There are two value sets here: yours and the prospect's.
You may value your service at $X, but if your prospect doesn't see it that way, that value does not exist.
However, you do have to start off with your target value. Have a "base/best case" value, and a "bare minimum/worst case" value.
The worst case value is the lowest trade price you will trade your services for. If the prospect values it at less than that, you won't trade.
Your trade prospect will probably have the same kind of numbers in mind for their own service, whether consciously or not.
When the two of you talk, you need to match up value. How much of your graphic design etc. do they want in return for some of their printing services? Money is the value medium. Think about it as two farmers trading cheese for chickens if that helps you.
After setting a qualified meeting, ie. they are interested in what you offer...
Begin by asking them how much they value your service at. Note we are getting at THEIR belief here, not yours. Because that's reality.
They will lowball, probably, but now you know the starting point.
Then ask them what they believe their service is valued at.
Now you have a basic idea of how much of your 'Service A' you need to provide in exchange for one unit of their 'Service B'.
Is this acceptable to you?
Maybe you found a really fair prospect and the numbers are great. In that case you can shake hands and sign the deal. Otherwise, it's time to negotiate.
If their valuation of your service was much lower than their value of what they provide, call them on it. "Why is your service worth so much to you, and mine so little?"
Always be ready to get up and leave. DON'T get emotionally invested and huff and puff if their valuation isn't to your liking. It's just business.
But the prospect will probably start waffling and making adjustments in your favor now.
If you just can't get close enough to that minimum figure to make things work for you, consider further trading. What can they give you that isn't a big deal for them but has great value to you, that will make up that difference for you?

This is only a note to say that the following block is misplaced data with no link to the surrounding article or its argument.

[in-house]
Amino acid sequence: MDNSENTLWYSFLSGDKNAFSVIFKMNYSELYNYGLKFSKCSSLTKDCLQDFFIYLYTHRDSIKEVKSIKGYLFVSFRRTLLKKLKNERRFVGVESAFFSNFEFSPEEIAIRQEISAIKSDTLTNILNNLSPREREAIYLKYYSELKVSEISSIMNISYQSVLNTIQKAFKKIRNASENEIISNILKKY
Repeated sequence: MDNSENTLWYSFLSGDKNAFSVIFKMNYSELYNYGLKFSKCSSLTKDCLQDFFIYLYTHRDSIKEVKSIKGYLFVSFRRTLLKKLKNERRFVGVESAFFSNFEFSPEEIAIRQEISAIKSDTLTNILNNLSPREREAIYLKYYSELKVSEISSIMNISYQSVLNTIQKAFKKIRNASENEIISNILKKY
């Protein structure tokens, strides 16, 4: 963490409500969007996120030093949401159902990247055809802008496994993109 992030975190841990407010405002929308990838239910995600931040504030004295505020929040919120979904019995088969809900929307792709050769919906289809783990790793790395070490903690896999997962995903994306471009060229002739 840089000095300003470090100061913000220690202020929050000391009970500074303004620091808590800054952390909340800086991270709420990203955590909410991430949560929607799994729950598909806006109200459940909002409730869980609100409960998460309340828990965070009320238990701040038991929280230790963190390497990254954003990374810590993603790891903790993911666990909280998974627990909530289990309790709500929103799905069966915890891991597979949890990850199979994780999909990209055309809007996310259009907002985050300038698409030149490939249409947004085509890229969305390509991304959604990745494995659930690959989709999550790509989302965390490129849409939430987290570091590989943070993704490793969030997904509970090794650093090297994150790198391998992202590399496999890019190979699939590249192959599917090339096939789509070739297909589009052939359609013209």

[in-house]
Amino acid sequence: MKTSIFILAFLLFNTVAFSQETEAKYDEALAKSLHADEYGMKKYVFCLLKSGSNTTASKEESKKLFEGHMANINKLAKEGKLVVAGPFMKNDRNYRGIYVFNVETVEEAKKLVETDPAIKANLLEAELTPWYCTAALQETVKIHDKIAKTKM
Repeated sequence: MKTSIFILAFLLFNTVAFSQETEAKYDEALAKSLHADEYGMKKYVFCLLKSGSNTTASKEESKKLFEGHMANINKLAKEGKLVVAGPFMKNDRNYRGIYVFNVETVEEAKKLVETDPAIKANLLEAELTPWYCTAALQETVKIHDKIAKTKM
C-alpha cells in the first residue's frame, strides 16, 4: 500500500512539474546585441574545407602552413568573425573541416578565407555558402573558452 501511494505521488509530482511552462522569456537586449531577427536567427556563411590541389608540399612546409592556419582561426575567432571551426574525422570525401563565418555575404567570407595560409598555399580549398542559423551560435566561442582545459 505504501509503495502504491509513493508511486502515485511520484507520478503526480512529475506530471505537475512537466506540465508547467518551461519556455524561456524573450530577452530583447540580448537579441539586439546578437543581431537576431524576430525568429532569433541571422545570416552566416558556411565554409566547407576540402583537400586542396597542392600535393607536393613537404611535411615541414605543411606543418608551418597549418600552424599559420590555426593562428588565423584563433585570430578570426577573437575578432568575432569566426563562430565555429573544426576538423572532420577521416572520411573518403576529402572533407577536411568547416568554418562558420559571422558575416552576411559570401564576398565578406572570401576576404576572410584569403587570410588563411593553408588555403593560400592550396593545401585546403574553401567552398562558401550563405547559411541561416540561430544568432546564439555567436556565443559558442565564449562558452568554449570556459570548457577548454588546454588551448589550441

Bartering is a huge part of the economy and large companies do it all the time. They try to hide this from consumers, because they want regular people to pay retail prices in cash. But up the chain, trade is commonplace.
Get some experience with this...keep at it and it will pay off.
Since you're looking to barter for printing services, the company your approaching will probably have their own prices advertised already, which simplifies one half of the discussion.
As for your end, if you can point to what services similar to yours cost elsewhere in the open market, point to that.
You can also ask your prospective client what they currently pay for such services. I'm guessing a printing company will have paid for graphic design in the past. So they ought to have numbers on file for both sides of the transaction.
There are no set rules on how to do this. Early on, many companies do this because they do not have the $$ to pay for services. I think doing this is smart, and is a true example of the Hustle.
Start with how much your service is per hour/gig/whatever metric you want to use. From there, be open to hearing what the similar business charges. Star there.
One of my favorite parts of bartering services is the potential to evaluate future partners with opposing skill sets. You get to evaluate many things from the timelines of the their work, quality, etc.
This is a broad question, so let me know if you would like to hop on a call to discuss this further. I would be happy to chat and tailor the answer more towards your specific business.